The Soldier's Details

First Name:
William Ernest
Nick Name:
Regimental #:
‘ A ’ Company, No. 6 Platoon
Place of Birth:
Albany, Western Australia
Father's Name:
Ernest William Cake
Mothers's Name:
Jane Cake
Church of England
Pre-war Occupation:
Selarang Camp Changi
‘A' Force Burma, Green Force, No. 3 Battalion
Camps Thailand:
Camps Burma:
Tavoy, Ye, Tavoy (May-November 1942) Thanbyuzat, Thetkaw, Meiloe, Aunggaung.
Camps Japan:
Fukuoka sub-Camp No. 17, Omuta
9353, 1318
Awa Maru Party, Kumi No. 40
Return Details 1945:
Nagasaki-Okinawa-Manila, USS Cape Gloucester, Manila-Morotai-Darwin, PBY Catalina aircraft A24-201, Darwin-Perth, B24 Liberator aircraft 14.10.1945

General Description



















Bill Cake enlisted 9 May 1941.  In December he was selected as one 146 reinforcements for 2/4th and entrained from Northam to Fremantle on 15 Jan 42 to board ‘Aquitania’ anchored at Gage Roads off Fremantle. The ship sailed for Singapore the next day.  Half of the group formed E Coy SRB and the other half reinforced other platoons.  Cake was sent to 6 Platoon under C.O. Lt Johnny Morrison.
Served as Corporal from 9 May 1941 to 6 March 1946.
Taken POW of Japan as of 15 February 1942 and marched to Selarang Barracks at Changi.
Bill left Singapore with first work Force – A Force Burma Green Force No.3 Battalion to work on Burma end of Railway.  Firstly they were to repair 3 airfields in south west Burma.

Please read further about Green Force

When the rail was completed by end of 1943 the Japanese sent all POWs to one of several large camps in Thailand.  It was here, Bill was selected to work in Japan.  He sailed on ‘Awa’ Maru and sent to Omuta coal mine.
Cake was recovered from Mitsui Coal Mine, Omuta 11th October 1945. Please read further about Omuta Camp, Japan.

And further reading about the Camp

The following extract from an Affidavit to War Crimes Commission, (AWM 54 1010/4/2 to 99 by William Ernest Cake of Kronkup, Western Australia, farmer …………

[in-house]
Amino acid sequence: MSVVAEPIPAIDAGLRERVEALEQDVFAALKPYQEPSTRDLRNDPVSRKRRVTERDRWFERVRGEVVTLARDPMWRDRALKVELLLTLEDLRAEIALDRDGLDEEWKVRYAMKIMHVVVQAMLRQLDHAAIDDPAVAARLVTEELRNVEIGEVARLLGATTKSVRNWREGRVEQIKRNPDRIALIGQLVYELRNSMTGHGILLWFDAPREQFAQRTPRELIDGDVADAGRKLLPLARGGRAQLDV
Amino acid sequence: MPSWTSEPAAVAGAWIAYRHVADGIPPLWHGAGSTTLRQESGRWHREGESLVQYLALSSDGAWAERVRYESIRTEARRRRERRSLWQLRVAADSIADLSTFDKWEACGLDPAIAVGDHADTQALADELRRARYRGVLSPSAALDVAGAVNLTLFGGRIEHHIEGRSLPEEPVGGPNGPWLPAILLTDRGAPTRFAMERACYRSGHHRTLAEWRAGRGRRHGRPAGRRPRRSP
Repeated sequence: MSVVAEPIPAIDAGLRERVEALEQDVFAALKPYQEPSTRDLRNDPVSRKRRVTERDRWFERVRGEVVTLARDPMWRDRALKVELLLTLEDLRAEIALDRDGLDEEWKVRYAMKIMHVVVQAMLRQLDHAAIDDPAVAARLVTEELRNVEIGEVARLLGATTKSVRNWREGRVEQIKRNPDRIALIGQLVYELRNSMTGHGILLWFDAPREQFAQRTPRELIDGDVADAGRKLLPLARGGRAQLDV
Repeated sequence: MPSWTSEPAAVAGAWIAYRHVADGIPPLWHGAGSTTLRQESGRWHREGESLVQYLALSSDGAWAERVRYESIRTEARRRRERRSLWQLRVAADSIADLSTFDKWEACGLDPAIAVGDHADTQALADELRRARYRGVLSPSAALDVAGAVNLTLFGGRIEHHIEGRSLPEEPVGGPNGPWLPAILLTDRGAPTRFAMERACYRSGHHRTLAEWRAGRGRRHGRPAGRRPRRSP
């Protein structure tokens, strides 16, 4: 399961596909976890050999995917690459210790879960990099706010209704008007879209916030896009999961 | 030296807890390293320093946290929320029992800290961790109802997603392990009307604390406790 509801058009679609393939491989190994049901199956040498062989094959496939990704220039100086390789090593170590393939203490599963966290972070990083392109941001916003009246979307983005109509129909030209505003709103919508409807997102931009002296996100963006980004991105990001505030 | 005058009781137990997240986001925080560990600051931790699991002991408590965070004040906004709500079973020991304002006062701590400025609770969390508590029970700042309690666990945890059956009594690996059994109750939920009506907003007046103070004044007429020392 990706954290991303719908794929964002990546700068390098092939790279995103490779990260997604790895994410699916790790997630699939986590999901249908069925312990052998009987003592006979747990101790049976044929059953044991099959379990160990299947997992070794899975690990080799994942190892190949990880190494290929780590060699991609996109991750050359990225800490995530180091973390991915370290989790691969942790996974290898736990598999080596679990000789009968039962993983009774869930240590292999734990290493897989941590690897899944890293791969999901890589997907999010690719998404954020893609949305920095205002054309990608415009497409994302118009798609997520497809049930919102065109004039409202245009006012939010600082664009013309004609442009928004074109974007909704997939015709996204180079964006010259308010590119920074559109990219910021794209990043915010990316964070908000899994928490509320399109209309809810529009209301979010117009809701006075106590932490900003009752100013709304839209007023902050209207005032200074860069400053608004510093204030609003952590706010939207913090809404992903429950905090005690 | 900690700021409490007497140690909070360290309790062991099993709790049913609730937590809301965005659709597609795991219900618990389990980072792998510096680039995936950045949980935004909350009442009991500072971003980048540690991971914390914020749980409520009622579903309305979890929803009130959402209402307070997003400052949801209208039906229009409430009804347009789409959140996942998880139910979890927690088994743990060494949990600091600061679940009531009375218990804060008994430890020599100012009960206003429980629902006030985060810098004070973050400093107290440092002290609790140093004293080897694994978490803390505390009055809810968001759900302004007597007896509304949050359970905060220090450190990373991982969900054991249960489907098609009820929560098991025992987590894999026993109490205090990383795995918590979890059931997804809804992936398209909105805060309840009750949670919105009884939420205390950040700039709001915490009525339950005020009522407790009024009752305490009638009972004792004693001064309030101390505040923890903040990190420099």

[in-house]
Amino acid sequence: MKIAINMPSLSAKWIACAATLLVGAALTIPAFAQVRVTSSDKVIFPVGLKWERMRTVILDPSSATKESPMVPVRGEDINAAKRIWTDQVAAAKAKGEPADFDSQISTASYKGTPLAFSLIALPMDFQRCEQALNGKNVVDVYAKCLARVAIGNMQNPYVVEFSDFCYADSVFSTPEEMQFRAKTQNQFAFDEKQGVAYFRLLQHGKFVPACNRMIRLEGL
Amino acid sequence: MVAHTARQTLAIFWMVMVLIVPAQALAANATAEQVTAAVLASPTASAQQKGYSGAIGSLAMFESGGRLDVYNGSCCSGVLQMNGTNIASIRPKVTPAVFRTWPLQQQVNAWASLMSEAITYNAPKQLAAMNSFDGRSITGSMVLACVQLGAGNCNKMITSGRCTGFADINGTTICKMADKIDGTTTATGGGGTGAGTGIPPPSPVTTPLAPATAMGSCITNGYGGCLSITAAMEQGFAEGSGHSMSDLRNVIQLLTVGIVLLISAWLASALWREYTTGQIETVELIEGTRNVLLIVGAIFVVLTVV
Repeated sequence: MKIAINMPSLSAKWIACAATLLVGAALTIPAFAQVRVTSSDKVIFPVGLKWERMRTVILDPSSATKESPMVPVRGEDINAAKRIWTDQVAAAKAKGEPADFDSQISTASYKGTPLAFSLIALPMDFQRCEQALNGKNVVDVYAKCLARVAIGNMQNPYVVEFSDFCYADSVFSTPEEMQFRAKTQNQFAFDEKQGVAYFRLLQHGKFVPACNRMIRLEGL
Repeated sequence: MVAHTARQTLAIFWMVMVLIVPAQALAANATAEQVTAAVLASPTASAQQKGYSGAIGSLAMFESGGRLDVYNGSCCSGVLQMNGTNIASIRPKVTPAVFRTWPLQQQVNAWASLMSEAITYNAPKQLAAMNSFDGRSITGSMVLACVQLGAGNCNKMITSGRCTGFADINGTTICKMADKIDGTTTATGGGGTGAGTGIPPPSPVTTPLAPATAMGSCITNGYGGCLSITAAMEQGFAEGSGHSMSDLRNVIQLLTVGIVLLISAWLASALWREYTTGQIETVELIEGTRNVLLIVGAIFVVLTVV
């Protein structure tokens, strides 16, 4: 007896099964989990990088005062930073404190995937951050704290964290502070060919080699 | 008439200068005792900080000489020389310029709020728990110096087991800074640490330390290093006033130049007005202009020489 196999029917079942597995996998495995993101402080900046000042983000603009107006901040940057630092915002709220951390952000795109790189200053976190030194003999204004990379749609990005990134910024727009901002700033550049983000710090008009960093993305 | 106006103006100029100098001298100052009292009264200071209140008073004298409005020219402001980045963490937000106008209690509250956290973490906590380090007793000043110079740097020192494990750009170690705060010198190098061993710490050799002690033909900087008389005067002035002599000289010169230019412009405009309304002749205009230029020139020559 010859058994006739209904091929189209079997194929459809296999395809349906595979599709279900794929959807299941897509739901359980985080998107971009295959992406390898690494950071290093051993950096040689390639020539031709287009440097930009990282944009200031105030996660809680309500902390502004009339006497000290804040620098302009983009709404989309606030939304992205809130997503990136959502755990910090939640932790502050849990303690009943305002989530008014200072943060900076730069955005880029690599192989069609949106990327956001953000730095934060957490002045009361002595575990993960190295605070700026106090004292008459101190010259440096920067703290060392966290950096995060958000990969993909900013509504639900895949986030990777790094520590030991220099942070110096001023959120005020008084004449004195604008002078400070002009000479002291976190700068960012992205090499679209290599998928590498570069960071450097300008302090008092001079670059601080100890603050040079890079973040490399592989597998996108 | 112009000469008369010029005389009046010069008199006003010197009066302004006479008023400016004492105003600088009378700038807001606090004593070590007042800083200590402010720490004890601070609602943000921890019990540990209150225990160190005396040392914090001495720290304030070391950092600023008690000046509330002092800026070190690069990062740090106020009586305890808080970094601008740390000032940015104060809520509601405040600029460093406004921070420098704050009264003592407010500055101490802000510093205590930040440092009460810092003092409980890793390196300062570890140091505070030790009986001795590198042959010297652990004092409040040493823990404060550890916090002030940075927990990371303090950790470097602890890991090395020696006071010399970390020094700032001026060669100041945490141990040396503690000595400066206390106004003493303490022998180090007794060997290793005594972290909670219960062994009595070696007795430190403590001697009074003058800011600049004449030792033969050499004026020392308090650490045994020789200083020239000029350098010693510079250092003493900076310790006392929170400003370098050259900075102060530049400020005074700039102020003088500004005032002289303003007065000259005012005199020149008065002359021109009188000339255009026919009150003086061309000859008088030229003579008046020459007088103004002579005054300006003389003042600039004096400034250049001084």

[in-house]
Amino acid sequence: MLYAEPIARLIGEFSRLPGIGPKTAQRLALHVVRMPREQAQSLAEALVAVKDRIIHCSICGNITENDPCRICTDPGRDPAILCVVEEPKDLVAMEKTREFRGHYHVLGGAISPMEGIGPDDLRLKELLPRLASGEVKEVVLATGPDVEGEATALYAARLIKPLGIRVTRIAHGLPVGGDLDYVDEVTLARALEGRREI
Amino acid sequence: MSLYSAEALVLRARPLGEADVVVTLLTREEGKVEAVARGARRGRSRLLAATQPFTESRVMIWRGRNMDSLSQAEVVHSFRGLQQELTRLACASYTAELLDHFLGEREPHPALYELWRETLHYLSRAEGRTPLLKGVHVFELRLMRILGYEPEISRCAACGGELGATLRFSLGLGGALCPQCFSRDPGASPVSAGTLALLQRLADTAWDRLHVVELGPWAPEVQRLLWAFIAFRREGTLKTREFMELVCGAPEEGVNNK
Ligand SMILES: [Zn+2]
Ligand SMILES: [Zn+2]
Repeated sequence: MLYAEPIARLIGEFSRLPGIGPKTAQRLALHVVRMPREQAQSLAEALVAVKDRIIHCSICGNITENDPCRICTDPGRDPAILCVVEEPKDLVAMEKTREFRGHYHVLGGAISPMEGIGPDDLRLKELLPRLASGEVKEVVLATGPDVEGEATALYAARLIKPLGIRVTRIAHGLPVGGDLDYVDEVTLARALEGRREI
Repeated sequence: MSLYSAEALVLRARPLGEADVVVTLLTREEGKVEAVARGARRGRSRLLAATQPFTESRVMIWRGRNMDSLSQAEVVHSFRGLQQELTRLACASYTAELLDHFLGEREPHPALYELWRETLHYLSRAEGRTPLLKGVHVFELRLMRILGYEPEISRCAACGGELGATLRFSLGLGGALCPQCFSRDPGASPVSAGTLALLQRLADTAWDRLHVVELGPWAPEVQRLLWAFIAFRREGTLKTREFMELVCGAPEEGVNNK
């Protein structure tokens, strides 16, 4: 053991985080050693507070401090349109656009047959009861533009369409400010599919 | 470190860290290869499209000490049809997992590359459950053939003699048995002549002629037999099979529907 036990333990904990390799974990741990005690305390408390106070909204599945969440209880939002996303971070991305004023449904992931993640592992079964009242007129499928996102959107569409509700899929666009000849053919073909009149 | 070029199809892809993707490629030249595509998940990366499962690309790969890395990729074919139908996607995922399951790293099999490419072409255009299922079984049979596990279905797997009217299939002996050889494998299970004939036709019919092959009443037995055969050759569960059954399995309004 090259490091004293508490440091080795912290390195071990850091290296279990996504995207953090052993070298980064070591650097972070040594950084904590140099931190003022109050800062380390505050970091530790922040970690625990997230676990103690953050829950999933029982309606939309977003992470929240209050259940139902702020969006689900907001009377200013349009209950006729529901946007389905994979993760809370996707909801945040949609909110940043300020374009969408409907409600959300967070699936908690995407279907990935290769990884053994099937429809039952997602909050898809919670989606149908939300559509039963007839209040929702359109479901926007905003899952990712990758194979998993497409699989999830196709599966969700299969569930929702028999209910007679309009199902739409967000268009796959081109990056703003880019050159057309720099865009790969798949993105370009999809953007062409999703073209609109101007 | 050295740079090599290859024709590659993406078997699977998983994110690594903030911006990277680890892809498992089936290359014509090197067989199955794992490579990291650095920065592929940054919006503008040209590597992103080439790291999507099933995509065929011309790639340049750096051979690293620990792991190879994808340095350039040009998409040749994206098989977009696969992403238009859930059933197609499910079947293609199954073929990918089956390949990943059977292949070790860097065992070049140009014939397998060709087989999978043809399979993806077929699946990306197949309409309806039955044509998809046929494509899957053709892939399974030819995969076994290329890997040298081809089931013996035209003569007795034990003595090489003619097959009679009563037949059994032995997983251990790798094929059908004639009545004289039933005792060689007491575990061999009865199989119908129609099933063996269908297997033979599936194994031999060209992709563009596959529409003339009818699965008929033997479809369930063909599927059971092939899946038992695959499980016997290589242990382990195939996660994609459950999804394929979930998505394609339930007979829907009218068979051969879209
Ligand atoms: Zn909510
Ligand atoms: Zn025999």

“While at the said camp I was employed in a coalmine along with other prisoners.  My particular duties involved the timbering and layering of rails in the tunnels of the coalmine. The conditions under which this work had to be performed were particularly unpleasant. The tunnels themselves were insufficiently high for the average Australian to walk upright therein, hence work had to be carried out on a semi-stooping position. The tunnels were dripping with water and the only clothing worn by myself and the other prisoners working with me was a garment known as a “G String”, which consisted of a piece of cloth tied between the legs.
My condition while at the said camp was one of very poor health. My weight at that time was between 7 and 8 stone, whereas my normal weight is fourteen stone. I was also suffering from dysentery and suppurating carbuncles. The moisture in the said tunnels adversely affected my carbuncle so that they continually remained open and would not heal.
I remember a number of civilian overseers who directed the work of prisoners at the said Camp. I remember particularly one of these civilian overseers who was known to me as “the Screamer” or “the Screaming Demon”. This overseer was far shorter and more thickset than the average Japanese and had a very broad face and large mouth”.
I worked in a gang of prisoners supervised by “the screamer” on numerous occasions. He made conditions of work far worse in his gang than did other overseers under whom I worked. “The Screamer” had an uncontrollable temper and was continually screaming and screeching at prisoners. For no reason whatsoever he would frequently assault the men by hitting them with any implement available and also by throwing at them large lumps of coal or rock. It was his custom to make a particular point of hitting his victims upon any spot where they had suffered injury or had bandages to protect a wound or sore. When he assaulted me, which he did on numerous occasions he would always strike at my carbuncles, causing me the most acute pain and making conditions of the work almost insupportable.